Bollywood movies can be VERY effective for learning Hindi BUT (and this is a big but) if you’re proactively engaging with the language and culture. That means, you’re translating it and practicing what was learned.
To make Bollywood movies more effective, focus on a song or a few words to reinforce with your kids.
If you’re watching the movie and then moving on without any concerted engagement, then the learning will be very very slow and even more so if you’re watching with subtitles. Don’t get me wrong, it’s better than nothing, but there are more effective ways to learn Hindi.
I actually learned a lot of my Hindi from Bollywood movies but I was very deliberate about it. I used to watch with my mom and repeatedly paused the movie to ask about words and cultural references that I didn’t understand.
The Child Will Get Confused Argument = Bogus
The child will get confused argument is one where parents think that their child won’t learn English or be left out at school if the parents teach their child their native tongue. So they just speak English. Those parents are doing their child a major disservice by not teaching them another language. This disservice is compounded by not teaching them when they’re very young and learning to talk – those are the BEST years to learn a language in a person’s life. The child is going to learn English no matter what. How could they not? Their entire education and social system will be in English.
Eastern vs. Western Culture
As mentioned above, along with learning a language comes learning a culture. A huge benefit of learning Hindi, is understanding the differences between Eastern and Western cultures. I can’t tell you how many times in my personal and professional life, having an understanding of both has been useful and powerful to make business deals and forge relationships.
Eastern cultures tend to be family and community oriented. They are “we” societies. Western cultures center around the individual, “me”. These differences manifest themselves in everything – how people make decisions, perspectives on problems and solutions, how business and life are conducted.
Hindi is Universal
Another benefit of Hindi is its universality. You can speak to a Maharashtrian, Punjabi, Gujarati, Rajasthani, Hyderabadi, Urdu speaker or almost any person from India and they will understand Hindi. But not vice versa.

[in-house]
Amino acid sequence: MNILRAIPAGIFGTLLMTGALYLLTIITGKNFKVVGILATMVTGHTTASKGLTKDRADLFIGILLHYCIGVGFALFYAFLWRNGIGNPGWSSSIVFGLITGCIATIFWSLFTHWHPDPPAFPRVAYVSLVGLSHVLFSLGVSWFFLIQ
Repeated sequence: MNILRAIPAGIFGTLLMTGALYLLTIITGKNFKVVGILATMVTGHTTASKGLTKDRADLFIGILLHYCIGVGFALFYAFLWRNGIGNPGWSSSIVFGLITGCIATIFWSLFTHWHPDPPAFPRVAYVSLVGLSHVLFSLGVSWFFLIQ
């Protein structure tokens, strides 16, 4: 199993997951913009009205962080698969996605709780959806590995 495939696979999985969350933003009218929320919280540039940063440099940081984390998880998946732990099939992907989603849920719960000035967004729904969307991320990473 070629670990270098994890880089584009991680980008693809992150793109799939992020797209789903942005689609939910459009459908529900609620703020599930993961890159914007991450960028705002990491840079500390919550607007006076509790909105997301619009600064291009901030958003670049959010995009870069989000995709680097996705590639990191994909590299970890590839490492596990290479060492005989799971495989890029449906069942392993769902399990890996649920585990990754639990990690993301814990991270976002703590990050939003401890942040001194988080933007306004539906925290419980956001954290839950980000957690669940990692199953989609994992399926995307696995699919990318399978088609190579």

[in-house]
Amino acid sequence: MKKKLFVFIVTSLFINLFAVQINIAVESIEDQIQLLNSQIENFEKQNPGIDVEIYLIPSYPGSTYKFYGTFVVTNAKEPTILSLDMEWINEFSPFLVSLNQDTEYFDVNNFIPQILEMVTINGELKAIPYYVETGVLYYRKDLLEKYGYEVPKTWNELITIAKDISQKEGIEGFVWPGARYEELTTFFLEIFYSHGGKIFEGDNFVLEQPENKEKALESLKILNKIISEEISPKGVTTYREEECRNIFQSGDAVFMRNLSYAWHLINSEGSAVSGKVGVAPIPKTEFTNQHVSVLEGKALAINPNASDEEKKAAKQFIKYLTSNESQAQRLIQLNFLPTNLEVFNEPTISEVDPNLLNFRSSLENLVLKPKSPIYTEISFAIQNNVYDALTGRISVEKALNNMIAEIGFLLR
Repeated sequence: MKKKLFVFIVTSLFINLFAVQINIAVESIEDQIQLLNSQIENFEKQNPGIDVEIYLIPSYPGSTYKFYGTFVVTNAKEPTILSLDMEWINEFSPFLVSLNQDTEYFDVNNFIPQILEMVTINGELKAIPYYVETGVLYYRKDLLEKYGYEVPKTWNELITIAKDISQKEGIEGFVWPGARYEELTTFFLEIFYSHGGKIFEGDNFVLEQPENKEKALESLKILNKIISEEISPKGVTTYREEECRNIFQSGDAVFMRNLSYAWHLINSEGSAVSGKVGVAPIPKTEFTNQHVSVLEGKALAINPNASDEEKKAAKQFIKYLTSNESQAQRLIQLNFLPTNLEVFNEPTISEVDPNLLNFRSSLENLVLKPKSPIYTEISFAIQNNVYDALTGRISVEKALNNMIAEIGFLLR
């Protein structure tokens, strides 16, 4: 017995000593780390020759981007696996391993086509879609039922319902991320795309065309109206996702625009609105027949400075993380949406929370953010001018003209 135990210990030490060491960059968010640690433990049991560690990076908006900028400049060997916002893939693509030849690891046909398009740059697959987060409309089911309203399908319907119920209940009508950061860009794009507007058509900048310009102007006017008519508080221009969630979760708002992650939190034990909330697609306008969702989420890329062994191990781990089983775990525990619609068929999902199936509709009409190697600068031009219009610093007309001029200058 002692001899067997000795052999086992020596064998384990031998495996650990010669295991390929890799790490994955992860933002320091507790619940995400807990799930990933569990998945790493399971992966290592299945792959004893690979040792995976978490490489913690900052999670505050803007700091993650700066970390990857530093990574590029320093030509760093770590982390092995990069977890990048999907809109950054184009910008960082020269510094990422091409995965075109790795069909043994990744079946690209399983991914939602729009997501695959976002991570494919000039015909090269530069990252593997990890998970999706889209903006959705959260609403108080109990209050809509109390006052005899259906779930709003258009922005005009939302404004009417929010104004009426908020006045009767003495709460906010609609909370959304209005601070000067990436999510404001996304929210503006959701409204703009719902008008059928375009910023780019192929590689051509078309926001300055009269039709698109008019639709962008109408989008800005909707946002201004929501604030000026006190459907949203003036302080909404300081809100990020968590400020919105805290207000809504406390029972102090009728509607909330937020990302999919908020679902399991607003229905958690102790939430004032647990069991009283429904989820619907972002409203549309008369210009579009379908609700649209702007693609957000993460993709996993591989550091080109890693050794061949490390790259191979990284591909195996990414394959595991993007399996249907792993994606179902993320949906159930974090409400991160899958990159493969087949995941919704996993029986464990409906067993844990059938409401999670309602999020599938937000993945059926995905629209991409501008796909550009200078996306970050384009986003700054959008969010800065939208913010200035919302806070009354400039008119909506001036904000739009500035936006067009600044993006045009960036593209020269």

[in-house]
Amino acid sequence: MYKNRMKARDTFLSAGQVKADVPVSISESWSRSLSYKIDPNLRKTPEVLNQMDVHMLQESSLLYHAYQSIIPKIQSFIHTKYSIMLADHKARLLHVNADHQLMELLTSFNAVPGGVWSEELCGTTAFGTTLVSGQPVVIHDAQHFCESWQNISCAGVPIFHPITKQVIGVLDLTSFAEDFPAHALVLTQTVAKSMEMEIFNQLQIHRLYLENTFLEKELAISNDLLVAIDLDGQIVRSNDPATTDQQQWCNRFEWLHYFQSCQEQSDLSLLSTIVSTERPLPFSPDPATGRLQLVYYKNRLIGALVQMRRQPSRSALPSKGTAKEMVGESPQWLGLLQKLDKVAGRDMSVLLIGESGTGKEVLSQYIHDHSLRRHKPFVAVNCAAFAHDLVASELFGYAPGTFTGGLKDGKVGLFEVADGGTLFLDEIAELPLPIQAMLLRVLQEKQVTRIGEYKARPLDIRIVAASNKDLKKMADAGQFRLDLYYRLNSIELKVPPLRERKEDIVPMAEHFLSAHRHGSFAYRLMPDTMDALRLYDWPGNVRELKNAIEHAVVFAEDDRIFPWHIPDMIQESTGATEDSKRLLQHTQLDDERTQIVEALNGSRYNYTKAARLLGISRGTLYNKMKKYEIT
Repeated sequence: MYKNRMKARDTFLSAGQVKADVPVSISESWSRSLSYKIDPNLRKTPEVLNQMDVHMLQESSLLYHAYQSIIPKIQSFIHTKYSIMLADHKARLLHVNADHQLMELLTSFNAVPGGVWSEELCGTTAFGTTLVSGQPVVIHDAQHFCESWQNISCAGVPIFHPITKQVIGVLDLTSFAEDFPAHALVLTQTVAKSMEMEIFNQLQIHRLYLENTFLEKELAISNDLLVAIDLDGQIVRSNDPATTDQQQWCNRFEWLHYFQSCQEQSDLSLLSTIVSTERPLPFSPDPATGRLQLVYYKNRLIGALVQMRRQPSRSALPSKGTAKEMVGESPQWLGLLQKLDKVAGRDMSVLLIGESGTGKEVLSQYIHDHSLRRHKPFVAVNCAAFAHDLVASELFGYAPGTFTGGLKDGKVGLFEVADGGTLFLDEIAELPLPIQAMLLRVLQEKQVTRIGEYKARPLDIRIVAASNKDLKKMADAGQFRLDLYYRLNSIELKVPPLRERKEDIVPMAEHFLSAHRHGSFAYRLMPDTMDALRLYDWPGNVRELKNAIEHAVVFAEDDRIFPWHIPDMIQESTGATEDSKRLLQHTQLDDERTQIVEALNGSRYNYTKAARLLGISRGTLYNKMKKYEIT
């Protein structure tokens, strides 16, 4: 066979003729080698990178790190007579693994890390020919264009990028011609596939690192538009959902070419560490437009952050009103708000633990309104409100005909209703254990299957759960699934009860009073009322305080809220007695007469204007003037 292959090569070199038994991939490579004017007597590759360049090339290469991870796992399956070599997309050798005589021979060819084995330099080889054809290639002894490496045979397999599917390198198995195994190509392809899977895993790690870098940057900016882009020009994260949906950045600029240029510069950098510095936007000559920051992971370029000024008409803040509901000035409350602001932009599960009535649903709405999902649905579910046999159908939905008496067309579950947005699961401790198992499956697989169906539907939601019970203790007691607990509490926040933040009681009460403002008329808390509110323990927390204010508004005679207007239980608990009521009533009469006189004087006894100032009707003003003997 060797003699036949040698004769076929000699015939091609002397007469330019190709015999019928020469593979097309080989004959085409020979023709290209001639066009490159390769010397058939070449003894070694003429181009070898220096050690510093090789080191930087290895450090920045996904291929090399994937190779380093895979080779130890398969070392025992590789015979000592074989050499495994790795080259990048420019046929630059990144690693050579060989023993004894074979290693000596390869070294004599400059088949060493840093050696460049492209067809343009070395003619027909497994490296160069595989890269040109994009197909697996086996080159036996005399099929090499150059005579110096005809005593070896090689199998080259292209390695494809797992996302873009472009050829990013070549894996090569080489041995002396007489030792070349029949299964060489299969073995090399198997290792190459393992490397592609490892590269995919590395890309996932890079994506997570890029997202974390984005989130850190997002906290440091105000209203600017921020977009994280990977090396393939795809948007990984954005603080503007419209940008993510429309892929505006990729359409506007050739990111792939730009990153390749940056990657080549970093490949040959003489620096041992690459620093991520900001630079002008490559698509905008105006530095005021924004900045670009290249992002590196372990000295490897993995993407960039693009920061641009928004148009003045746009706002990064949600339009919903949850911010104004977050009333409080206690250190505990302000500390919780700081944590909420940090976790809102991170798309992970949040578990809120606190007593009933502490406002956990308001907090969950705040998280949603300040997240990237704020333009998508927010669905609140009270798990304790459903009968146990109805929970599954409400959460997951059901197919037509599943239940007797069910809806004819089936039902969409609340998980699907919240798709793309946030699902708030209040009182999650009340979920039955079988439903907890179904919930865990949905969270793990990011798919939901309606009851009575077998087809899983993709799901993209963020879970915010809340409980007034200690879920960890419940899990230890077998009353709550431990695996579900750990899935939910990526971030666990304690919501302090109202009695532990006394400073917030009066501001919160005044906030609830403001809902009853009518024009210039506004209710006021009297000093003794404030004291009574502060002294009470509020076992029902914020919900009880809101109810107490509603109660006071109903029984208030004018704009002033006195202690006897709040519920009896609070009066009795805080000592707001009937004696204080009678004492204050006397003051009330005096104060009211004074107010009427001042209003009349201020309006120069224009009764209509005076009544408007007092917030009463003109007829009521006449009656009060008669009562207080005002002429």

Summary and Conclusion: 4 Ways to Incorporate Hindi at Home
This article shared 4 ways to incorporate Hindi at home. Like anything it requires some effort, but not much. And a little goes a long way. The 4 Ways are:
- Speak at home as much as possible
- Gamify the learning (email us to get our free matching vocab game)
- Learn via stories
- Immerse in the culture – dance, music, literature
Enroll in our Hindi Classes
Interested in Learning Hindi? Try one of our classes. Visit our website to learn more or simply click the link below based on your child’s age. We offer fun, virtual Hindi classes for children age 3-15. Our classes are unique in that they center around building a lasting interest in the culture. To do that we have a lot of fun.
Samta founded Virtual Preskool in July 2020 in the wake of the COVID-19 pandemic. She recognized the need for fun, virtual Hindi classes that are designed specifically for children growing up in the US and Canada. She was born and raised in the US herself -giving her the unique advantage of relating to her students and vice versa.
Her teaching style revolves around fun and learning via Hindi. What that means is it’s like regular school while building their Hindi and cultural knowledge. They’ll learn how to greet elders, holidays, build vocabulary around food, colors, animals.
For the age 10-15 students they learn verb conjugation, writing skills, developing conversation skills, reading comprehension and more.
But they’ll also learn science, practice reading, writing, math, and more. Each class comes with workbooks and practice materials that are designed to be fun while challenging them for growth.